What GAO found in today’s report is that JWST has used up all 14 months of schedule reserve it had in 2012 plus 2.5 of the 4 months added in September 2017 when the launch was delayed to 2019.  Over the course of the project, GAO said, about 2.5 months of schedule reserve is required each year, but now there is only 1.5 months left with launch more than a year away.  At the same time, the project is in the integration and test phase where problems most often are found.

Based on prior experience, this “amount of reserve will not be adequate for the challenging work ahead, and further delays to launch readiness are likely.”

GAO also notes that Northrop Grumman has not decreased its workforce on the project as planned.  “For the past 44 months, Northrop Grumman’s actual workforce has exceeded its projections and the company is not expected to reduce its workforce until the spring of 2019, when NASA plans to ship the completed observatory to the launch site.”

That means more cost to NASA since this is a cost-reimbursement (or “cost plus”) contract, not fixed price.  NASA renegotiated the contract in September 2017 and agreed to pay $179.9 million more.  That is covered by reserves, so does not exceed the cap, but the concern is about what lies ahead.

For the sixth consecutive year, the JWST project managed spending
within its allocated budget in fiscal year 2017. However, JWST is still
resolving technical challenges and planned work continues to take longer
to complete. Prudent management of its resources allowed the project to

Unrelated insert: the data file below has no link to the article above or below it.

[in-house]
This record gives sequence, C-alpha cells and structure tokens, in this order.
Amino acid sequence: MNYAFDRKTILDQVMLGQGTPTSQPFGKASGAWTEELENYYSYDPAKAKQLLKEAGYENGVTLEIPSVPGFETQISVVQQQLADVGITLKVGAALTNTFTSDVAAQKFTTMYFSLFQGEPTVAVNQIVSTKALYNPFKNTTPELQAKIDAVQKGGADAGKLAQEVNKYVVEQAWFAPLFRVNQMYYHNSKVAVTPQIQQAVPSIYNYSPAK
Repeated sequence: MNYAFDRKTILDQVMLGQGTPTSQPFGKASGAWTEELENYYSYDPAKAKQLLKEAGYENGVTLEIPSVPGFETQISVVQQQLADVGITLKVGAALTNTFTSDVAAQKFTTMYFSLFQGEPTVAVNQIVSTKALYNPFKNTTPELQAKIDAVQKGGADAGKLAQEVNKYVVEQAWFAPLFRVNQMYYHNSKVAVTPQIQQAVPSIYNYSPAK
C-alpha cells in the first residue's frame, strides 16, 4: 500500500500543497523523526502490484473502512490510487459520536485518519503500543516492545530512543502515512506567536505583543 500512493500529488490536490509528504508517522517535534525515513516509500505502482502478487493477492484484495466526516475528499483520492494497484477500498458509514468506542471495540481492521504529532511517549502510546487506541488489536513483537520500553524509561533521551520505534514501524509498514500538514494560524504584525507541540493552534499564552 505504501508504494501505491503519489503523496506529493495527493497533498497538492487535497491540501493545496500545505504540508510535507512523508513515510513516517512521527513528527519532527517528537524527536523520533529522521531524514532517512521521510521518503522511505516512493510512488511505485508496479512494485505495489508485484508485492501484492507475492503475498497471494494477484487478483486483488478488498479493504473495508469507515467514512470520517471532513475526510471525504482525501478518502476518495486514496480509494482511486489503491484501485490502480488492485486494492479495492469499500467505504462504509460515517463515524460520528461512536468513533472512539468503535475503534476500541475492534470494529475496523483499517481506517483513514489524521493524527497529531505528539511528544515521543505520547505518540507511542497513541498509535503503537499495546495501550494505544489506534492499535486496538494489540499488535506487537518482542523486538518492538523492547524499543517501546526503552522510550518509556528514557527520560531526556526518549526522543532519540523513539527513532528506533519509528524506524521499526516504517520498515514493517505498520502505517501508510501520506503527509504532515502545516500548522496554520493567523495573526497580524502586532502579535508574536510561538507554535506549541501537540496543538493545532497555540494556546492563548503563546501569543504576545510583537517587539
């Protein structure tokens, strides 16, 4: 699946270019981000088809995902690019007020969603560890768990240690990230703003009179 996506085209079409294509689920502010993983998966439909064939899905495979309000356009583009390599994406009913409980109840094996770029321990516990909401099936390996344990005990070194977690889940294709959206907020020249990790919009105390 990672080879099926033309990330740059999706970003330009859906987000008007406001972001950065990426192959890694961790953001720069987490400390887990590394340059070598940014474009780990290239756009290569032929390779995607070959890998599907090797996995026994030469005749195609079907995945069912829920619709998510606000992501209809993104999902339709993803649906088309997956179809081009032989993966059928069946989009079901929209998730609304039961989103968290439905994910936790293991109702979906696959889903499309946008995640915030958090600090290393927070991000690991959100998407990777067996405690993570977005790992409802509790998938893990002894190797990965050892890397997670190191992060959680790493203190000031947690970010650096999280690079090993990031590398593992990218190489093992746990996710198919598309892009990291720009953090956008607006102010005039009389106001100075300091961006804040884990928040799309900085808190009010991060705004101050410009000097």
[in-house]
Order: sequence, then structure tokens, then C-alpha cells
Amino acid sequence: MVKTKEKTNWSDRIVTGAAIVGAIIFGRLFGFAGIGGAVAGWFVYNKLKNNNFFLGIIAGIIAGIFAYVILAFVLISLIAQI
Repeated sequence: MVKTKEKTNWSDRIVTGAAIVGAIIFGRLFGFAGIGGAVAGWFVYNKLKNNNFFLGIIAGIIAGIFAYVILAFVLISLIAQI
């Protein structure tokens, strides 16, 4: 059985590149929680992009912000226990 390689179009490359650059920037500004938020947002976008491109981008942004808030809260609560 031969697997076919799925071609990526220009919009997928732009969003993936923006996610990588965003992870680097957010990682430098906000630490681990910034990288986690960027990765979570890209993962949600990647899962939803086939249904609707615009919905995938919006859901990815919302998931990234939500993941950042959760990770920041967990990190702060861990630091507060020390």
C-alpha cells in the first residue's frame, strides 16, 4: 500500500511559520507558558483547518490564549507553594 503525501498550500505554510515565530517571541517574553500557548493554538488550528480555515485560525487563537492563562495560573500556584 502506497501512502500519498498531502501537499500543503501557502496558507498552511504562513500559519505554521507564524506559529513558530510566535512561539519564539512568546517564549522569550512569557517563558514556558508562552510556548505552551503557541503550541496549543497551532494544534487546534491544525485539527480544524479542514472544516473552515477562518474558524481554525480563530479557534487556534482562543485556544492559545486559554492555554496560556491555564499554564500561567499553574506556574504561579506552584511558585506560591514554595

carry into fiscal year 2018 about a third more carry over funding than it
had projected at the beginning of the fiscal year. Program officials said
that assuming the remaining integration and tests proceed as planned
and no long delays are encountered, the existing program resources
accommodate the new launch window of March to June 2019. The project
continues to identify funding options in the event of a delay of beyond the
end of the launch window. Under the 2011 replan, Congress placed an $8
billion cap on formulation and development costs, but any long delays
beyond the new launch window—which, as noted above, are likely—
place the project at risk of exceeding this cap.

GAO did not make any recommendations in this report. It noted that it made recommendations in previous years and NASA followed some of them, but not others — “some of which may have provided insight to the current schedule delays.”

Traditionally, GAO provides drafts of its reports to whatever agency it is reviewing so the agency can present its viewpoint.  GAO publishes the text of the response as an appendix to the report.  In this case, GAO said that while NASA provided technical comments that were incorporated as appropriate, NASA “officials determined that no formal comments were necessary.”


User Comments has the right (but not the obligation) to monitor the comments and to remove any materials it deems inappropriate.  We do not post comments that include links to other websites since we have no control over that content nor can we verify the security of such links.